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Giro d'Italia

Giro d’Italia: ‘Cycling isn’t only about legs, you need a bit of luck,’ says Joe Dombrowski

The American says he will still have some freedom to go in breaks despite Vincenzo Nibali's climb up the GC standings.

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BELVEDERE, Italy (VN) — Joe Dombrowski (Astana-Qazaqstan) was left ruing his bad luck in the breakaways after being caught on what he thought was a sure-fire chance for the break on stage 14 of the Giro d’Italia.

The American tried his hand in the move in the first week on Blockhaus, only to be caught by the GC contenders searching for a stage win.

He had another go on the mountainous circuit around Turin on Saturday but was mopped up with just under 70km to go after Bora-Hansgrohe ripped up the scripts with a day-long raid of the race. Dombrowski held on as long as he could but would ultimately finish 18th at more than 10 minutes down.

Also read: Dombrowski last rider standing in Blockhaus break

“I was in the breakaway but like on my day to Blockhaus it is the peloton that decides if they want to let you go and today they decided not,” Dombrowski told VeloNews after the finish. “I’m not having the best luck with the breakaway game but you have to try. Cycling isn’t only about legs, you need a bit of luck.

“It was hard and hot, I don’t expect to suffer in the heat like the Vuelta, at the Giro but I did.”

Dombrowski was part of a 12-man break that went clear in the early part of the stage and built up a reasonable lead on the peloton behind. However, it was quickly demolished when Bora-Hansgrohe started ramping up the pace with about 84mk to go.

“To be honest, when we had that group and I saw that it went to two minutes 40, I thought they were just going to let us go but then on Blockhaus I thought they were going to let us go and that I was going to win the stage. But that’s how it goes,” he said.

Though Dombrowski’s fortune escaped him again, it was still a very good day for the Astana team with GC leader Vincenzo Nibali being one of the few that was able to hang onto the front group in the finale. With the time gaps so big at the finish, Nibali has shot up five places overall into eighth place at 2:58 behind race leader Richard Carapaz (Ineos Grenadiers).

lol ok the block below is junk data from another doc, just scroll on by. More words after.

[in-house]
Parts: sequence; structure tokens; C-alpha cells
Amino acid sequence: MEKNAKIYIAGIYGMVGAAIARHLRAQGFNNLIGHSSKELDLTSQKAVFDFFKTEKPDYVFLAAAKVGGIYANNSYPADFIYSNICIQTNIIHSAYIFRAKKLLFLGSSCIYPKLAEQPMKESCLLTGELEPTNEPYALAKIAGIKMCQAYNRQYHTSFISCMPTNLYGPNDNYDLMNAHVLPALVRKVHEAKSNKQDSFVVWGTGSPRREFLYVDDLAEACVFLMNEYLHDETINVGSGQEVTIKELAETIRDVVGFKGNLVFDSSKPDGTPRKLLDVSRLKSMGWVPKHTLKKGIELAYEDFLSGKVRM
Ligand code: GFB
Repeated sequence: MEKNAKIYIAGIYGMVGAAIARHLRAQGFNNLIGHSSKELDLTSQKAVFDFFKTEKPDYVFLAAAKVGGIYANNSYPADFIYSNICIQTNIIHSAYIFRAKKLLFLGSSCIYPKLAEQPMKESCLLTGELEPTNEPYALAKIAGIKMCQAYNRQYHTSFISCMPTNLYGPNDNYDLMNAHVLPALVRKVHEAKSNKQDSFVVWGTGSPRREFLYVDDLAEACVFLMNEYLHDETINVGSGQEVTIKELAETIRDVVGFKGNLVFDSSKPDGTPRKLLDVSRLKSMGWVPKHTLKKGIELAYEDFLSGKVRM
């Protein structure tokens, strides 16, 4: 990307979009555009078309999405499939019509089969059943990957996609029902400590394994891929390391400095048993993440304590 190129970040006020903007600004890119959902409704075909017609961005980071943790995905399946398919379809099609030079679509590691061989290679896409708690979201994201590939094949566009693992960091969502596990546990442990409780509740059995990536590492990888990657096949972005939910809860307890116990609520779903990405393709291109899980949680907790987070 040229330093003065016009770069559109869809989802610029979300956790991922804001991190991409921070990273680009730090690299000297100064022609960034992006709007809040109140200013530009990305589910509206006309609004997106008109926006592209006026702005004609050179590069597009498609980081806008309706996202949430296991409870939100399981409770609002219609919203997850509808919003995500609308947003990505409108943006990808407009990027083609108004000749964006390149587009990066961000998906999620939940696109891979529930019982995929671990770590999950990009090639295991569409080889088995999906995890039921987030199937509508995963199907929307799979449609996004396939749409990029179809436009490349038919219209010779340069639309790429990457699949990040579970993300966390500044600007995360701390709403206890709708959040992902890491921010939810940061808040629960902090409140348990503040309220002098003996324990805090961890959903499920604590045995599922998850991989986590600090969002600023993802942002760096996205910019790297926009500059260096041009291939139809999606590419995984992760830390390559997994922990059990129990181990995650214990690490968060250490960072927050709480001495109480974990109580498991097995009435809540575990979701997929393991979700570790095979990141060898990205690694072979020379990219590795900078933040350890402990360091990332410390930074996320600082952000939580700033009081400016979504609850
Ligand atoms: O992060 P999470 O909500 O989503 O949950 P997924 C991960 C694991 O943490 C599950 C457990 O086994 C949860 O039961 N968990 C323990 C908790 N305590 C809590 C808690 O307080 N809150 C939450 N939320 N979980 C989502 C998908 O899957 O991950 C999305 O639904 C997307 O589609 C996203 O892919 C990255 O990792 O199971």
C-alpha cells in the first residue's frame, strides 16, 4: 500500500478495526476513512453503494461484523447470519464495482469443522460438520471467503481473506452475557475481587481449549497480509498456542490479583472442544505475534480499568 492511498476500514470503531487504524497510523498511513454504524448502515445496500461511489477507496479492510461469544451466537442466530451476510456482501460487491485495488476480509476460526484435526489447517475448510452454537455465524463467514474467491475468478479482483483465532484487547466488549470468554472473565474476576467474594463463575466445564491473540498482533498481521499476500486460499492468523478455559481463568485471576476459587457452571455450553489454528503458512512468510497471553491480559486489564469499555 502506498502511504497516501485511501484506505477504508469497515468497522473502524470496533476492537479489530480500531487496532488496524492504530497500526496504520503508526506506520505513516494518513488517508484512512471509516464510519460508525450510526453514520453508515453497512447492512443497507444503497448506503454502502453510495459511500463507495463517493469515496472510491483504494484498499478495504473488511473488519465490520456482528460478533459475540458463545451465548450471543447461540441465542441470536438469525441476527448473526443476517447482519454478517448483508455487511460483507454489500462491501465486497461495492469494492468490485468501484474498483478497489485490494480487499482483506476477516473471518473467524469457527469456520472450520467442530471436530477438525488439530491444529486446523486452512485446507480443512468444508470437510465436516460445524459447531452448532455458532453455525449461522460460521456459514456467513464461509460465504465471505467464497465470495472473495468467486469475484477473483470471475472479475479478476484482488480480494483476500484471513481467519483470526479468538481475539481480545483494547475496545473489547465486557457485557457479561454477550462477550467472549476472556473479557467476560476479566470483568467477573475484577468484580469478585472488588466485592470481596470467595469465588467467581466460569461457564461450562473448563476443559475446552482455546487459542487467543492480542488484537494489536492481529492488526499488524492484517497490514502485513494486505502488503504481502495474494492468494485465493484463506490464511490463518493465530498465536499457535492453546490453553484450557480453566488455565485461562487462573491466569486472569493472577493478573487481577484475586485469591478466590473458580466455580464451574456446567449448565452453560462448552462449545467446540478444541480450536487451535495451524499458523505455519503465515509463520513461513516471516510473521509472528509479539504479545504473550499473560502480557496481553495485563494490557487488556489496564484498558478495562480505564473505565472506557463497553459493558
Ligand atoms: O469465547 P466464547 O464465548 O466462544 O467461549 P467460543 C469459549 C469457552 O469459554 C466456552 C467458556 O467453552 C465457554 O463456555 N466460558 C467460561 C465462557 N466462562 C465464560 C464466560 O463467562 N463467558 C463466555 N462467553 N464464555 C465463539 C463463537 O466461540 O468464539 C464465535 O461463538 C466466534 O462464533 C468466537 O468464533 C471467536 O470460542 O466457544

As the GC battle becomes tenser, Dombrowski may be called into the service of his team leader but the 31-year-old believes his breakaway days aren’t done yet.

“Vincenzo is a rider that has always gone well in the third week, but I think I’ll have my space and opportunities and I think that I can help him, we’ll just play it by ear,” Dombrowski said.

Speaking to VeloNews, Dombrowski revealed that he had been suffering with some back pain while riding during this Giro d’Italia. He put it down to moving riding positions on his bike and hopes that he’ll find a solution soon.

“I’ve been struggling a little bit with some position changes, but I think we’ll sort it out. Sometimes that’s just how it is,” he said.

After a lot of rolling stages in the second week, the Giro d’Italia is heading back to terrain that is better suited to Dombrowski. He’s going to try to make it into the break as often as he can but he’s eying the mountainous stage 17 from Ponte di Legno to Laverone in particular.

“I’ll try again through all the last week. It’s all a matter of trying to be in the breakaway. For example, on stage 17 when it starts on a climb it’s easy to be there because if you have the legs then you’re there,” he said.

“All of the last week, if you want to try and win a stage from the break I think you need to try every day that it suits you because it’s not every day that you try to be in the break that you’ll be there.”

An American in France

What’s it like to be an American cyclist living in France? Watch to get professional road cyclist Joe Dombrowski’s view.